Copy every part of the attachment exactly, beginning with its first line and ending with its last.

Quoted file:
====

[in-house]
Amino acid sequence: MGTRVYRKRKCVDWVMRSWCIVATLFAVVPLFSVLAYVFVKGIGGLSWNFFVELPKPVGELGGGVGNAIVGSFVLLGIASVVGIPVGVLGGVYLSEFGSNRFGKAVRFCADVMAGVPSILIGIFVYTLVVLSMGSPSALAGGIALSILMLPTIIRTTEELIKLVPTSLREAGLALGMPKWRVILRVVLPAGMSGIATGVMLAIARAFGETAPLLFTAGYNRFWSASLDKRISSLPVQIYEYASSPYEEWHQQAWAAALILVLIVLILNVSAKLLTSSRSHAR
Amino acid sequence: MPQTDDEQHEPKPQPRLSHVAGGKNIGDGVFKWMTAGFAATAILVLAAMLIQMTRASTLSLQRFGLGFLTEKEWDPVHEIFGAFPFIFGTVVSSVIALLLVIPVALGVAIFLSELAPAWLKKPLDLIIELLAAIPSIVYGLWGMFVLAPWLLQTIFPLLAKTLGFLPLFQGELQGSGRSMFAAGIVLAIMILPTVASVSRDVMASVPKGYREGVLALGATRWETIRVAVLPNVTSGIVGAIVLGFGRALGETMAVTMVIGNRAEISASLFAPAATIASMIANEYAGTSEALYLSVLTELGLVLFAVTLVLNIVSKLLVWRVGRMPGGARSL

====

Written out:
[in-house]
Amino acid sequence: MGTRVYRKRKCVDWVMRSWCIVATLFAVVPLFSVLAYVFVKGIGGLSWNFFVELPKPVGELGGGVGNAIVGSFVLLGIASVVGIPVGVLGGVYLSEFGSNRFGKAVRFCADVMAGVPSILIGIFVYTLVVLSMGSPSALAGGIALSILMLPTIIRTTEELIKLVPTSLREAGLALGMPKWRVILRVVLPAGMSGIATGVMLAIARAFGETAPLLFTAGYNRFWSASLDKRISSLPVQIYEYASSPYEEWHQQAWAAALILVLIVLILNVSAKLLTSSRSHAR
Amino acid sequence: MPQTDDEQHEPKPQPRLSHVAGGKNIGDGVFKWMTAGFAATAILVLAAMLIQMTRASTLSLQRFGLGFLTEKEWDPVHEIFGAFPFIFGTVVSSVIALLLVIPVALGVAIFLSELAPAWLKKPLDLIIELLAAIPSIVYGLWGMFVLAPWLLQTIFPLLAKTLGFLPLFQGELQGSGRSMFAAGIVLAIMILPTVASVSRDVMASVPKGYREGVLALGATRWETIRVAVLPNVTSGIVGAIVLGFGRALGETMAVTMVIGNRAEISASLFAPAATIASMIANEYAGTSEALYLSVLTELGLVLFAVTLVLNIVSKLLVWRVGRMPGGARSL